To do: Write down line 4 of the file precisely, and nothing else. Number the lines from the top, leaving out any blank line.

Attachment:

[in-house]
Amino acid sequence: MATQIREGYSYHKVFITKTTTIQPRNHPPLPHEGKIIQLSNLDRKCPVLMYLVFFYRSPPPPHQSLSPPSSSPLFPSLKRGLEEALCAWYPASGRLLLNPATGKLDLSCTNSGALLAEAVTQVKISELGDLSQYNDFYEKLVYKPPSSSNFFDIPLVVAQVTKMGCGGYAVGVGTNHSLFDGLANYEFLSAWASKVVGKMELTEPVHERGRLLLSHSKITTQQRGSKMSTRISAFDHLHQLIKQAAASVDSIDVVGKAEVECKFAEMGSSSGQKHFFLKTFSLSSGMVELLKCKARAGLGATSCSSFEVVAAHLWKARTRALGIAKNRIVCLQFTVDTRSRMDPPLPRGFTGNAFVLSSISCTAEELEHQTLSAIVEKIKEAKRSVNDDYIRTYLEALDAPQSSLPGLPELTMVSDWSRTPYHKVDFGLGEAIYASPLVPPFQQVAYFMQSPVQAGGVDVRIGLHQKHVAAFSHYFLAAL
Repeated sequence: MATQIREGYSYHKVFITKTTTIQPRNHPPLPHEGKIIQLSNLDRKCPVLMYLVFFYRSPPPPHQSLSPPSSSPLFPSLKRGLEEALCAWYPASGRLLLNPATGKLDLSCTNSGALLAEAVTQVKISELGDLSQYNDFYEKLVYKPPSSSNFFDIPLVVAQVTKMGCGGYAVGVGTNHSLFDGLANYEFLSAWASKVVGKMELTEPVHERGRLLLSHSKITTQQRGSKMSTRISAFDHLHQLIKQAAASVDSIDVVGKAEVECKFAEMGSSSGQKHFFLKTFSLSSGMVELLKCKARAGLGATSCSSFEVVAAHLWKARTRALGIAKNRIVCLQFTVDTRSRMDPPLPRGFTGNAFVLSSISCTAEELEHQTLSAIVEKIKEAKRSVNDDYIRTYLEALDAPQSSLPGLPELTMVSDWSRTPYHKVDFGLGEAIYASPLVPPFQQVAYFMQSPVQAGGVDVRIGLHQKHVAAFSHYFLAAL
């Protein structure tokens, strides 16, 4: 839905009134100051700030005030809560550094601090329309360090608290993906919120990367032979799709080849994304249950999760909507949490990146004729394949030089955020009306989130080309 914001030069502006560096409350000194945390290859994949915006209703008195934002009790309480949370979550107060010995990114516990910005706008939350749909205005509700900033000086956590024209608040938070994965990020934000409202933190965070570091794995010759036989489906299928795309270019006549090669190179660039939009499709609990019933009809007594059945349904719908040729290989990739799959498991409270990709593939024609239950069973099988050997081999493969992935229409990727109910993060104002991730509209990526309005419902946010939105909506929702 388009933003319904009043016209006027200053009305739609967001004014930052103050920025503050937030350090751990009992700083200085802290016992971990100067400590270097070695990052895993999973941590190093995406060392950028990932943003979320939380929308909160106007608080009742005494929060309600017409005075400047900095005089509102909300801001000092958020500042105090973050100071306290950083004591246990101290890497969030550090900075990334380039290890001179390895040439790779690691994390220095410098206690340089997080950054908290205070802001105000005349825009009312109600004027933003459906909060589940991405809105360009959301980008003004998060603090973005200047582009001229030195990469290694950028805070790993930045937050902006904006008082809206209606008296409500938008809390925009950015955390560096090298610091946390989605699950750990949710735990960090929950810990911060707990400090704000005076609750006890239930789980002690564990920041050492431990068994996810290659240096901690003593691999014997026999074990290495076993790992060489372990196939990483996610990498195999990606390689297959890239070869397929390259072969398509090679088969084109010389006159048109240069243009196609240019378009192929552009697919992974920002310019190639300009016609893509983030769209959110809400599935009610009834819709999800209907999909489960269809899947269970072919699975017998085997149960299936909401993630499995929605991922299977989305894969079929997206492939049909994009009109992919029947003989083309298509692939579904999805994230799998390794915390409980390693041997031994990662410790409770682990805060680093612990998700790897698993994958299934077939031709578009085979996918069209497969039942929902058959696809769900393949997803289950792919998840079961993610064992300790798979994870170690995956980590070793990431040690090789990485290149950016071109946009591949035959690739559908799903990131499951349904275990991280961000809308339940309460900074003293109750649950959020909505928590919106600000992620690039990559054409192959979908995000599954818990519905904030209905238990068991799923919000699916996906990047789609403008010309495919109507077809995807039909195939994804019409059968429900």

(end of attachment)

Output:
């Protein structure tokens, strides 16, 4: 839905009134100051700030005030809560550094601090329309360090608290993906919120990367032979799709080849994304249950999760909507949490990146004729394949030089955020009306989130080309 914001030069502006560096409350000194945390290859994949915006209703008195934002009790309480949370979550107060010995990114516990910005706008939350749909205005509700900033000086956590024209608040938070994965990020934000409202933190965070570091794995010759036989489906299928795309270019006549090669190179660039939009499709609990019933009809007594059945349904719908040729290989990739799959498991409270990709593939024609239950069973099988050997081999493969992935229409990727109910993060104002991730509209990526309005419902946010939105909506929702 388009933003319904009043016209006027200053009305739609967001004014930052103050920025503050937030350090751990009992700083200085802290016992971990100067400590270097070695990052895993999973941590190093995406060392950028990932943003979320939380929308909160106007608080009742005494929060309600017409005075400047900095005089509102909300801001000092958020500042105090973050100071306290950083004591246990101290890497969030550090900075990334380039290890001179390895040439790779690691994390220095410098206690340089997080950054908290205070802001105000005349825009009312109600004027933003459906909060589940991405809105360009959301980008003004998060603090973005200047582009001229030195990469290694950028805070790993930045937050902006904006008082809206209606008296409500938008809390925009950015955390560096090298610091946390989605699950750990949710735990960090929950810990911060707990400090704000005076609750006890239930789980002690564990920041050492431990068994996810290659240096901690003593691999014997026999074990290495076993790992060489372990196939990483996610990498195999990606390689297959890239070869397929390259072969398509090679088969084109010389006159048109240069243009196609240019378009192929552009697919992974920002310019190639300009016609893509983030769209959110809400599935009610009834819709999800209907999909489960269809899947269970072919699975017998085997149960299936909401993630499995929605991922299977989305894969079929997206492939049909994009009109992919029947003989083309298509692939579904999805994230799998390794915390409980390693041997031994990662410790409770682990805060680093612990998700790897698993994958299934077939031709578009085979996918069209497969039942929902058959696809769900393949997803289950792919998840079961993610064992300790798979994870170690995956980590070793990431040690090789990485290149950016071109946009591949035959690739559908799903990131499951349904275990991280961000809308339940309460900074003293109750649950959020909505928590919106600000992620690039990559054409192959979908995000599954818990519905904030209905238990068991799923919000699916996906990047789609403008010309495919109507077809995807039909195939994804019409059968429900």